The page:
While NHS state the attack did not seem to be “specifically targeted at NHS,” officials were working with the government’s National Cyber Security Centre to craft a solution. In the meantime, several hospitals in the country posted notifications online alerting patients and their families of possible delays due to “a major IT disruption.”

“Our focus is on supporting organisations to manage the incident swiftly and decisively,” the NHS statement continued, “but we will continue to communicate with NHS colleagues and will share more information as it becomes available.”

According to Wired, hospitals and private practitioners were both hit by the cyber attack, resulting in an advisory asking citizens to avoid seeking medical attention unless facing a life-threatening emergency. The attack began in the north and southwest regions of the country but was said to be “creeping” across the nation, with the southern part of England reporting another attack Friday afternoon targeting general practitioners.

“I’m a doctor in one of the affected hospitals, a major trauma center in London,” wrote user purplepatch on Reddit late Friday afternoon. “Everything has gone down. No blood results, no radiology images, there’s no group specific blood available. They’ve declared a major internal incident, the hospital is diverting major trauma and stroke patients. All elective surgery was canceled from about 1 pm. We’re not doing anything in the theatre that’s not life or limb threatening. There will almost certainly be deaths as a result of this.”

Cutting the Cord

As reports of the ransomware attack spread, some organizations acted quickly to disconnect their networks. In a message to a Guardian reporter, one NHS IT worker from an Essex hospital explained the disconnect notice came through around 2 pm Friday afternoon.

“We were told to shut down, take out network cables and unplug the phones,” she said. “A message came up for just one of our team about the fact that all the files would be wiped in two hours unless we gave $300 in bitcoins.”

She confirmed the demand for $300 in Bitcoin, noting that ransom message warned, “Many of your documents, photos, videos, databases and other files are no longer accessible because they have been encrypted. Maybe you are busy looking for a way to recover your files but do not waste your time. Nobody can recover your files without our decryption service.”

“You only have three days to submit the payment,” the ransom note cautioned. “After that, the price will be doubled. Also if you don’t pay in seven days, you won’t be able to recover your files forever.”

Derbyshire Community Health Services, which operates as part of the NHS Foundation Trust, reassured patients in a statement that they had not been hit by a cyber-attack, but had “switched off the IT systems that pose the biggest risk.”

Returning to paper records and handwritten notes, Derbyshire explained they’d “gone ‘back to basics’ for some tasks – so you might find things take a little longer than they would normally.”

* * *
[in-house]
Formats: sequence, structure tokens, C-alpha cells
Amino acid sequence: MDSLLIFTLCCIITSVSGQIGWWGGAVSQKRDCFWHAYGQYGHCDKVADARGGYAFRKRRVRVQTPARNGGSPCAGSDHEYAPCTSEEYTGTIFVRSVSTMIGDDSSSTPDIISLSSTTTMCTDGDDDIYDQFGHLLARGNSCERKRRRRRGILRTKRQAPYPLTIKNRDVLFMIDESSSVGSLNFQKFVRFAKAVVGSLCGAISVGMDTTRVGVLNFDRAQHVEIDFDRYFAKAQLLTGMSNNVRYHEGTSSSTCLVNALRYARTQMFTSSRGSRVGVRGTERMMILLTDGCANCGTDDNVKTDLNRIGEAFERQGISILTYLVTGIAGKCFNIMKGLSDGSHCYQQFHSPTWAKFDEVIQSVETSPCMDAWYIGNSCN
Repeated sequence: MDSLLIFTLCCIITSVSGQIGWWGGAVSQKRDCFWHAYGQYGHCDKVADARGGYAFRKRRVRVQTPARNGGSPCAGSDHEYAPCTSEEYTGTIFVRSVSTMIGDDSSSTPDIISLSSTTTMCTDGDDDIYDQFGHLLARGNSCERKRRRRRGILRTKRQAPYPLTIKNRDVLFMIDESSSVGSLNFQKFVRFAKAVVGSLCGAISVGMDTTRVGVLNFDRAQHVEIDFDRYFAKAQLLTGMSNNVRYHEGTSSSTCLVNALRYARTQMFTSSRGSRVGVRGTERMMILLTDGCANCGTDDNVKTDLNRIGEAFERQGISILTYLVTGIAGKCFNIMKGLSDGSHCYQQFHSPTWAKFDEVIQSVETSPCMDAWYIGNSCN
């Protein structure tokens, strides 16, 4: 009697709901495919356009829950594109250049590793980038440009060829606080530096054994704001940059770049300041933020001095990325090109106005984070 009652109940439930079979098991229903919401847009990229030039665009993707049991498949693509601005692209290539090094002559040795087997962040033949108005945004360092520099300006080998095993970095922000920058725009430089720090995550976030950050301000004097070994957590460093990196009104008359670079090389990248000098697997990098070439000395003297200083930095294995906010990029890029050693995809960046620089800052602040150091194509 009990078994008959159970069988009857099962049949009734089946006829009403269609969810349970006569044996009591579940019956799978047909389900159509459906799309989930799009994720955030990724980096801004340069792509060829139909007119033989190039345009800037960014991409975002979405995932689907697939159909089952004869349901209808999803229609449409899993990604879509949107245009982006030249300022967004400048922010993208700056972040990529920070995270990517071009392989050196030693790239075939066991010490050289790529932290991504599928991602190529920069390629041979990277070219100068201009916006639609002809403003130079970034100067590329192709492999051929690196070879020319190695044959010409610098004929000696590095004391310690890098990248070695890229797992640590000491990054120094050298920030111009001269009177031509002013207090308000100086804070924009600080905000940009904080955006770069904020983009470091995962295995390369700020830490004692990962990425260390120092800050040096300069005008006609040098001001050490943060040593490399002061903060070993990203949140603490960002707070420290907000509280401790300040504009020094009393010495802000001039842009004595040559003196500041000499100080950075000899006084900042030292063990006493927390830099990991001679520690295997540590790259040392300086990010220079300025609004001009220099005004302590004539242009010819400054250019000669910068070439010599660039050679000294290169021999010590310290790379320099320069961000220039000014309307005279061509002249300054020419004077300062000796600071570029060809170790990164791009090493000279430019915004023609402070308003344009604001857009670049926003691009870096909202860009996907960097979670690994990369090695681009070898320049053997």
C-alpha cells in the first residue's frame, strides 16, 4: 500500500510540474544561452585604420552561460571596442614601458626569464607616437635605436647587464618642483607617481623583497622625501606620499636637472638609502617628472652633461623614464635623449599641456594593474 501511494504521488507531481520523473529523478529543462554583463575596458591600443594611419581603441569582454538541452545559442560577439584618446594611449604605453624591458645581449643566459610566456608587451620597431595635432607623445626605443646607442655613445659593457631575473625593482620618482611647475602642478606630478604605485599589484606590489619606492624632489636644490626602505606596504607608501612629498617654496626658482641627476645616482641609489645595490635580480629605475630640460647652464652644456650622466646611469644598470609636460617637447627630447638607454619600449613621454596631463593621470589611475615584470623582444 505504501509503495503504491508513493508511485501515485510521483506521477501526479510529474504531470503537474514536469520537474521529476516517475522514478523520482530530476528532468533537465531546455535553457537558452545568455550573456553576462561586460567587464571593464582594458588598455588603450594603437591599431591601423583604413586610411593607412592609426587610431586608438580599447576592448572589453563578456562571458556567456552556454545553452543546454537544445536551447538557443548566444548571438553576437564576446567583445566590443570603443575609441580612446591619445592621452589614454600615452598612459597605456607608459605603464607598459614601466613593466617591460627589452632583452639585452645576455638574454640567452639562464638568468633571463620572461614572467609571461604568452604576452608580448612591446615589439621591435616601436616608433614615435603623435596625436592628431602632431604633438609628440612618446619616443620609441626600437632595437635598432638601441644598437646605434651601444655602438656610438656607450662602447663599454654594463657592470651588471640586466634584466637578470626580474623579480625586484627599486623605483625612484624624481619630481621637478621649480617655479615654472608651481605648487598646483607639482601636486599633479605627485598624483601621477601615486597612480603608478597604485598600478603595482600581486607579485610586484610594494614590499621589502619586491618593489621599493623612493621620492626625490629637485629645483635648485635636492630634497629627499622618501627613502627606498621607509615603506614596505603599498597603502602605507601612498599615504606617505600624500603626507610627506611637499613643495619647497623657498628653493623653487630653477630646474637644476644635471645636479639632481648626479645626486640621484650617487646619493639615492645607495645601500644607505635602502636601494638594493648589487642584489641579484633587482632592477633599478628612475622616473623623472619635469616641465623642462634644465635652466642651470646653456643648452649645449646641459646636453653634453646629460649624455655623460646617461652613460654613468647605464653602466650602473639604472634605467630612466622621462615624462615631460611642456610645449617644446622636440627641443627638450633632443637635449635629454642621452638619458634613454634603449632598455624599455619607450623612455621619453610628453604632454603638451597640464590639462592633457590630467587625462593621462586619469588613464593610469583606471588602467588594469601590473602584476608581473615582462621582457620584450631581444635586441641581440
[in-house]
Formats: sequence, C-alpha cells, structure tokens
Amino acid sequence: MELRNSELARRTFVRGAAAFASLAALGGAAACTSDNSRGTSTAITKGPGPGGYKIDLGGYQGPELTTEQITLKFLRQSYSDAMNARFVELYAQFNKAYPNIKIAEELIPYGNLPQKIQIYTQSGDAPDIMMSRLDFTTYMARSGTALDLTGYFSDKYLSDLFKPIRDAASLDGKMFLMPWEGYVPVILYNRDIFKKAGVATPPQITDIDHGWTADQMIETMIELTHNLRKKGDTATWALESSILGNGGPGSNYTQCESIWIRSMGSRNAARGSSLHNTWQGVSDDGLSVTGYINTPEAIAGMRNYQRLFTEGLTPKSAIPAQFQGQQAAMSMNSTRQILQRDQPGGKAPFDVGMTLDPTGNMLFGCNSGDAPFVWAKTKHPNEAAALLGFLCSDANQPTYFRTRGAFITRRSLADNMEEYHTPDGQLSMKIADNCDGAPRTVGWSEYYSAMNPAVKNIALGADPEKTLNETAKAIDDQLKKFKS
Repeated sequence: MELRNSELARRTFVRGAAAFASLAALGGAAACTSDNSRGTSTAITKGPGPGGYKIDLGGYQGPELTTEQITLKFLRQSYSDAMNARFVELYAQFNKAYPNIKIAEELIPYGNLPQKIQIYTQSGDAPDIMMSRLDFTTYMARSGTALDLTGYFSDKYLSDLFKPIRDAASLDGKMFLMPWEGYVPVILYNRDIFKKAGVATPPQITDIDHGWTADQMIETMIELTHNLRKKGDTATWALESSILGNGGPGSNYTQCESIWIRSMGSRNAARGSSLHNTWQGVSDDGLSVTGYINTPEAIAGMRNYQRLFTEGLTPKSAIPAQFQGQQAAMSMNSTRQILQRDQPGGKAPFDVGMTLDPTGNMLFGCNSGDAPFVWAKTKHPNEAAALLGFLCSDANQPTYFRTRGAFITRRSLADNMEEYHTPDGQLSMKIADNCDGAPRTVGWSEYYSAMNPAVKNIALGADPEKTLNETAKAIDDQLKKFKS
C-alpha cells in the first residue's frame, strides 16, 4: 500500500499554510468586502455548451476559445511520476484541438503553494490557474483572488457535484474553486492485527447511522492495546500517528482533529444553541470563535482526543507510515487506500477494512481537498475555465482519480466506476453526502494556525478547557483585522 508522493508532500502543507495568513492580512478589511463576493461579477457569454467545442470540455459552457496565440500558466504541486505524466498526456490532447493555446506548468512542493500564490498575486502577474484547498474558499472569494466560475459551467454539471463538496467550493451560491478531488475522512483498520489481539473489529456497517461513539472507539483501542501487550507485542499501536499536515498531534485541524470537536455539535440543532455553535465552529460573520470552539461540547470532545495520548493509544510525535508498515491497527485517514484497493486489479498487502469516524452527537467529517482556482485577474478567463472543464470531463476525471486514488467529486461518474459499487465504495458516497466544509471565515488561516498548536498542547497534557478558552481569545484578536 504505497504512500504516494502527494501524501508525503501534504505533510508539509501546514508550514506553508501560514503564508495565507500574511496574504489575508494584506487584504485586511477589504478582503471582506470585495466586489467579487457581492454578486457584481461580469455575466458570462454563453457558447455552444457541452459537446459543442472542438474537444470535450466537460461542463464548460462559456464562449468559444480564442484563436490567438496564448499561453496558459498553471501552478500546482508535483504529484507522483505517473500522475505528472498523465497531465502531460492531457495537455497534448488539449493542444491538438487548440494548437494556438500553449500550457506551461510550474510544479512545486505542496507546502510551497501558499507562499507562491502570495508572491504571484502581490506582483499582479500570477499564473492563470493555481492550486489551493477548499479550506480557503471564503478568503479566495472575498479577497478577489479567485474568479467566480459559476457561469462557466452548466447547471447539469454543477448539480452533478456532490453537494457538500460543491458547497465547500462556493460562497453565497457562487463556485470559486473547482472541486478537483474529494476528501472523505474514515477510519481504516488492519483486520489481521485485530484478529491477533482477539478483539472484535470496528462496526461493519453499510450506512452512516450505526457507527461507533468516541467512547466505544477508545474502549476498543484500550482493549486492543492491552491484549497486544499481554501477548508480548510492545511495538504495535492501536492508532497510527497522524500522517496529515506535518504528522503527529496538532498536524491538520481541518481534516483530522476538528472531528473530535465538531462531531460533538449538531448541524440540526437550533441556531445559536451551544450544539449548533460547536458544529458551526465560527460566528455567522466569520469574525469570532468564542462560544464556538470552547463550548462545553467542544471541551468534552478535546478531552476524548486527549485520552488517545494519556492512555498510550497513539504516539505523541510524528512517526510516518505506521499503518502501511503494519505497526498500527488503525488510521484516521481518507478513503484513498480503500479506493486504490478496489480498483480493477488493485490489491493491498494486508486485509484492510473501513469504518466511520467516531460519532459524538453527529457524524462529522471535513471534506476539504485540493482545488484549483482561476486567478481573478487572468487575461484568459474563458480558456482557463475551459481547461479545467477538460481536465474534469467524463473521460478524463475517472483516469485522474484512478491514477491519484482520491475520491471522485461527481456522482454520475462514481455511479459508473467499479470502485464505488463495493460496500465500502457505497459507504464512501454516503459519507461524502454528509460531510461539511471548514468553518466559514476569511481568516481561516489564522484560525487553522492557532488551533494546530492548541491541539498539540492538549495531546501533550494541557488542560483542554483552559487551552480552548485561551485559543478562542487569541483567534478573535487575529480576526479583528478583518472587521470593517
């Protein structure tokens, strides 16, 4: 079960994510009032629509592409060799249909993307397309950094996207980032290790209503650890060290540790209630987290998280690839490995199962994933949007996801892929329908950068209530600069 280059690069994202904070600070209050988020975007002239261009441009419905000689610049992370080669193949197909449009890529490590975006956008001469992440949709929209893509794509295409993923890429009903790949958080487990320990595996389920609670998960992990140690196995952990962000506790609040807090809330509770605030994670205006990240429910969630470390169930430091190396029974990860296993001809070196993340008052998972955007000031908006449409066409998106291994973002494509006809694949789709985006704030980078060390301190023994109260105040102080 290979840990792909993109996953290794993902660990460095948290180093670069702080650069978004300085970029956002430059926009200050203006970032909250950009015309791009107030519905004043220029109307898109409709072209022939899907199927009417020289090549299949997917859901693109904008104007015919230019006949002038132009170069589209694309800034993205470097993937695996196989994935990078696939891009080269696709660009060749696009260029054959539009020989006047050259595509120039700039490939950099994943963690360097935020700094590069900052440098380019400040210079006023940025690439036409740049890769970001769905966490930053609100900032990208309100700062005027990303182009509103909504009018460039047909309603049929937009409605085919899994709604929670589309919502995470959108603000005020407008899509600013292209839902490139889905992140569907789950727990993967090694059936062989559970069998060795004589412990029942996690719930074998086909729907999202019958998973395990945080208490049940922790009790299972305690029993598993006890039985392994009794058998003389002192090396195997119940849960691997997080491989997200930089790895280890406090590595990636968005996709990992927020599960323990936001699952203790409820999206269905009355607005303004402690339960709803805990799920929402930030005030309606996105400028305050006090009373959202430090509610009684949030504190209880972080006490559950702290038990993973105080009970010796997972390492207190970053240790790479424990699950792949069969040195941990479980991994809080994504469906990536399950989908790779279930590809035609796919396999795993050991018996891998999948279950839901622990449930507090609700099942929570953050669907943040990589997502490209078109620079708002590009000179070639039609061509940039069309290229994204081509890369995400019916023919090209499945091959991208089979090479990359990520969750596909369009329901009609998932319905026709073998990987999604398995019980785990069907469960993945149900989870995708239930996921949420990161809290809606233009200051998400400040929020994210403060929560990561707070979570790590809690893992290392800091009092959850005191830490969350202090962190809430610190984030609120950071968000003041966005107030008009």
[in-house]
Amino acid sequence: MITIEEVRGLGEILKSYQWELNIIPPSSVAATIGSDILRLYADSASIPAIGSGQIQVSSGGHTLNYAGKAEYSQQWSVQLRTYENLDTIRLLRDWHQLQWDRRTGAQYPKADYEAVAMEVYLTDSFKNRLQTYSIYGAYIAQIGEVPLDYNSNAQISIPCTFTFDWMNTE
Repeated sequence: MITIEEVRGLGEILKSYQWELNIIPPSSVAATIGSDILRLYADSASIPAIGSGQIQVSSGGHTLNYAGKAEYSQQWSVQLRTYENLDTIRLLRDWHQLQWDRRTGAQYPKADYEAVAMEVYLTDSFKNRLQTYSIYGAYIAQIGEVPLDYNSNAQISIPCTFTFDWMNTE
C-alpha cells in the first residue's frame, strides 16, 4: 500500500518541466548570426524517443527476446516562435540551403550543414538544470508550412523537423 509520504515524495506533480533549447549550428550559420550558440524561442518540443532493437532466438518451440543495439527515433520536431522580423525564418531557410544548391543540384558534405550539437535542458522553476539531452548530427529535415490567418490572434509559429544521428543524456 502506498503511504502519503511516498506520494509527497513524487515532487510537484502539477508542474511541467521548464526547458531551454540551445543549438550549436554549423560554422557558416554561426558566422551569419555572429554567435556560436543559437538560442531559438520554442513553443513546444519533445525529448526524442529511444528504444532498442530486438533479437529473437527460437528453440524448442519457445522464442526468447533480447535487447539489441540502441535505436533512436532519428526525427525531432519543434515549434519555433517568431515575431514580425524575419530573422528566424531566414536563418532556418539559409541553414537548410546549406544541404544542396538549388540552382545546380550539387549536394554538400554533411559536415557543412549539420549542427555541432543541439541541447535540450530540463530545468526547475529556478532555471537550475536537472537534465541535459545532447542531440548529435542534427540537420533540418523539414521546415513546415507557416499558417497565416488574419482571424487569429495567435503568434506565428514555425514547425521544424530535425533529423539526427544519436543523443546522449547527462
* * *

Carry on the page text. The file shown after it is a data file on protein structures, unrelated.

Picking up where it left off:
Health and Safety at Risk

Sky News posted a video interview with Dr. George Farrelly deploring, “amoral people interfering with vulnerable people.” Dr. Farrelly explained to Sky News that his office took the precaution of printing the day’s appointments after receiving a warning a neighboring practice had been hit. At 1 pm, the office’s computers were locked, and the familiar ransomware notice appeared.

When asked if his office was prepared for an attack of this nature, Dr. Farrelly replied, “We were told we were operating within a very secure system with the NHS.”

Highlighting just how unprepared many healthcare providers are when it comes to network security, Farrelly added, “We are aware of cyber security, but our practice doesn’t have any kind of contingency plan when we have a shutdown of our system.”

“You have to understand that those of us who have gone paperless – which includes an increasing number of practices – rely wholly on our web-based system to operate. All our information is based on the computer.”

Officials stated that though operations had been disrupted, no patient records appeared compromised. According to the Guardian, law enforcement personnel indicated the attack seemed to be criminal rather than an action perpetrated by a foreign power, making the threat serious but so far, not an incident with “national security implications.”

“At this stage, we do not have any evidence that patient data has been accessed,” NHS Digital declared in a statement. “We will continue to work with affected organisations to confirm this.”

Global Concern

As England struggled to regain control of their healthcare network, the Spanish government announced that several large companies, including telecom giant Telefonica, had also been compromised. Spain’s natural gas company Gas Natural and electric company Iberdrola were also victims. According to Wired, the incidents appeared “to be part of a global cyber security incident with malware spreading to multiple organisations around the world.” In fact, but the end of the day on Friday several more countries reported attacks and compromised systems.

“Security firm Check Point said it has seen instances in multiple countries” reported Wired. “Telefonica in Spain has been the biggest confirmed incident outside of the UK, but it also reports issues in Russia, Turkey, Indonesia, Vietnam, Japan, and Germany.”

“A live map tracking the malware has plotted thousands of incidents around the world. Although, it is not confirmed these are all the latest version of the malware.”

As night fell over London, malware infections had been reported in 99 countries, though that number would rise to 150 over the weekend.  Updates and public comment on the NHS attack continued on Twitter under the #nhscyberattack header.

Echoing sentiments expressed by many in the Twittersphere, Kanayo Onyeka wrote, “Organisations need to take cyber security seriously. This isn’t funny. The vulnerability has been there for a while…”